If you were married for ten years or longer, and are single when you reach retirement age, you will be eligible to collect Social Security benefits based on your ex-spouse’s earnings record. Those “derivative benefits” are equal to one-half the amount your former spouse is eligible to collect, even though he earned those benefits over his entire career, including the years after your marriage was dissolved. You can collect derivative benefits even if he remarries, as long as they don’t exceed the benefits you receive on your own earnings. If you have been married nearly ten years, you might want to delay finalizing the divorce until after the ten-year mark. To help explain these complicated rules, let’s follow the story of Ted, Susie, Cathy, and Frank.
Ted and Susie were married for 14 years. They are now getting divorced. Ted is entitled at age 66 to receive $750 per month in Social Security, based on his earnings. Susie is entitled at age 66 to receive $250 per month in Social Security, based on her earnings.
Based on Ted’s earnings, Susie will be eligible to receive a derivative benefit of $375 a month, half of his benefit. Ted will get his full benefit. If Ted later marries Cathy, and they divorce after 10 years, Cathy would also be entitled to receive $375 per month based on Ted’s earnings. No matter how many women he marries, Ted still gets his $750 per month.
If Susie marries Frank, she can collect spousal benefits based on his earnings history, instead of collecting on Ted’s earnings. If Susie divorces Frank after 10 years or longer, she can collect based on the earning histories of either Ted or Frank or her own account, whichever is higher.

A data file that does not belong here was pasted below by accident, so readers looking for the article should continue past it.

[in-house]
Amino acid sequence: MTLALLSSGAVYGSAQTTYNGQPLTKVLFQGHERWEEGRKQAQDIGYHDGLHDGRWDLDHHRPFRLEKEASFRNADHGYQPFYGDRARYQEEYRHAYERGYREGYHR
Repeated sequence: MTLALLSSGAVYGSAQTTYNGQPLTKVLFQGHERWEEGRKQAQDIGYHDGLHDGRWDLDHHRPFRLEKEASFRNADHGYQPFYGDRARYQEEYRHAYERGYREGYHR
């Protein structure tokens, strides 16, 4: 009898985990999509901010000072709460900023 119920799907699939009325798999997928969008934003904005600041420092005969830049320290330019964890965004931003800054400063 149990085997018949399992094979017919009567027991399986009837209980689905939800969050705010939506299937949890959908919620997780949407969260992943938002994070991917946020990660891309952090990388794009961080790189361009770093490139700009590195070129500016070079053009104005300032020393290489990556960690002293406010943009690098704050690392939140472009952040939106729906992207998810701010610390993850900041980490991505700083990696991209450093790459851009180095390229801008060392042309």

If Ted dies before Susie marries Frank, she will be entitled to widow’s benefits at age 66, which approximate his full Social Security benefit. She can collect 71.5% if she wants to receive benefits at age 60. She’ll continue getting those benefits even if she marries Frank, as long as she doesn’t remarry before 60. And Cathy, Ted’s real widow, will also receive widow’s benefits.
Now you know the real reason they say the Social Security system is going to go bankrupt!
As a nationally recognized expert on money, Ginita Wall is is the author of eight personal-finance books, including It’s More Than Money, It’s Your Life! The New Money Club for Women. Ginita lectures frequently and has appeared in numerous financial publications, websites, and television shows. A San Diego CPA (Certified Public Accountant), CDS, and CFP® practitioner specializing in divorce, she’s the co-founder of the Women’s Institute for Financial Education (www.WIFE.org). She can be reached at (858) 792-0524. View her website online.